It’s an Olympic sunset — the clouds have golden
braid sewn into their silver linings and the trees
are bronzed in the sloping light. The burning sky
invites chariot racing. And Pegasus took his first
wobbly steps when Perseus cut off Medusa’s head,
holding up his mirrored shield, angled for her
the better to admire the neat scissor work.
Going anywhere nice this year? How long have
you had this problem with serpents? Something
for the weekend?
This isn’t about me. So, I carry
your severed head around in a Tesco bag for life.
I show it to the odd schoolkid, some bus drivers,
fat, shaven-headed middle-aged men with tattoos
and attack dogs who park their fourbys in disabled
slots outside the Co-op. Smokers. Tory voters. The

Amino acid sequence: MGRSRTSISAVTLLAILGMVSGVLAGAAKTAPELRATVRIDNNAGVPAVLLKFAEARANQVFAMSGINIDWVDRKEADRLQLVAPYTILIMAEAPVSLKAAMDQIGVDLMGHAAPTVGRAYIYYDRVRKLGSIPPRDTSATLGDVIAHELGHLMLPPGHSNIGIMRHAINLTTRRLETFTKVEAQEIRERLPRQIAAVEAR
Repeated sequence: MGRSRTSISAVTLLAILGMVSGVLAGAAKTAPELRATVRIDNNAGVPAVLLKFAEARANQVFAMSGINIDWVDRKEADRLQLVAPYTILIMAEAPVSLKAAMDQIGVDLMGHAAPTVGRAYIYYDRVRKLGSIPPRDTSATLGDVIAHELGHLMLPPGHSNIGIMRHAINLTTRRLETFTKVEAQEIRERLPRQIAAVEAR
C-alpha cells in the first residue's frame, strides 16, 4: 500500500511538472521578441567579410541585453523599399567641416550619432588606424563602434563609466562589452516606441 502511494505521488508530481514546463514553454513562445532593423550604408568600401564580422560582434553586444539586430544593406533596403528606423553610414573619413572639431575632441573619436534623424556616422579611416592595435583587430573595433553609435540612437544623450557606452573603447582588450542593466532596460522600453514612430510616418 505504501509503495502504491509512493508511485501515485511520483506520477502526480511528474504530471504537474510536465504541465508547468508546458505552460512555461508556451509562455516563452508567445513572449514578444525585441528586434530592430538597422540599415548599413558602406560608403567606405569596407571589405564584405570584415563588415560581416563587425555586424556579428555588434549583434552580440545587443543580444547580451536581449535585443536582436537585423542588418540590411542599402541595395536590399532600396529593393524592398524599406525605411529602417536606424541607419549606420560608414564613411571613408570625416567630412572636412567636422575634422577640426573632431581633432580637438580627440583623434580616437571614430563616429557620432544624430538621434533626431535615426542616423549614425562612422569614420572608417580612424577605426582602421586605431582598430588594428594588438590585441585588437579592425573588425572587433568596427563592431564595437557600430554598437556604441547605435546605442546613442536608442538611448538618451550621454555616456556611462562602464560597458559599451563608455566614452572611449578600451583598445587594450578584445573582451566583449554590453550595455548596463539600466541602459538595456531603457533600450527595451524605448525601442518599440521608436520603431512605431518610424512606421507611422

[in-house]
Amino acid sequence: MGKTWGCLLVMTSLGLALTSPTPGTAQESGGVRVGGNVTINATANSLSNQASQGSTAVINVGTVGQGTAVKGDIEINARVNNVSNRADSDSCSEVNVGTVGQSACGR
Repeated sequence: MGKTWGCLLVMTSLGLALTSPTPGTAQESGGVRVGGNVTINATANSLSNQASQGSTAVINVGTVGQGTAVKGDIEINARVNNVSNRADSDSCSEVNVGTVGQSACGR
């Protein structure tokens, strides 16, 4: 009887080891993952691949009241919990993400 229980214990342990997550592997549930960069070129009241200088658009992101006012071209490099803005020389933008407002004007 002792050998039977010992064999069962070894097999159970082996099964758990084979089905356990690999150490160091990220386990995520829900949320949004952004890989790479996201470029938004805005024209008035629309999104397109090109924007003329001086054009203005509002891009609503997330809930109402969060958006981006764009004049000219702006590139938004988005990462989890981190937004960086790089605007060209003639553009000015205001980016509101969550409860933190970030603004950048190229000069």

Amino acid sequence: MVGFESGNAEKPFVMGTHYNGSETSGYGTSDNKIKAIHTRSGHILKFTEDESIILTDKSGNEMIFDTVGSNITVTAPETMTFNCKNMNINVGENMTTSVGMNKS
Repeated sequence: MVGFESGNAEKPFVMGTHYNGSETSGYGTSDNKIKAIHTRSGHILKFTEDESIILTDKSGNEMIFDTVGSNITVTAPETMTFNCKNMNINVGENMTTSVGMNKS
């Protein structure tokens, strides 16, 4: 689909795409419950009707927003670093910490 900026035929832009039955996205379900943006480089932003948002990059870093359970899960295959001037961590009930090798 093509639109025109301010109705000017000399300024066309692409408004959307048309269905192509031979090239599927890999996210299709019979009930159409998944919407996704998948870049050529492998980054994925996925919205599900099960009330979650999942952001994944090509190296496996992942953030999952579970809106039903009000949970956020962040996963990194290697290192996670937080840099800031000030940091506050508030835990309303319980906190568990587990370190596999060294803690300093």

deserving idiocracy, really. But hark at me. No, do.
Midas? Touched in the head. I could have told him.
He wouldn’t listen though. All that glisters, mate.
I leave a trail of statues in my wake. Conversation
pieces, I call them. Still lives, frozen, turned to stone.
Al McClimens is a full-time dosser and serious drain on the economy. He reads a novel a week and writes a poem a day. And look where it’s got him. He will work for food and asks that you please give generously. His debut collection will be published by Pindrop Press this year.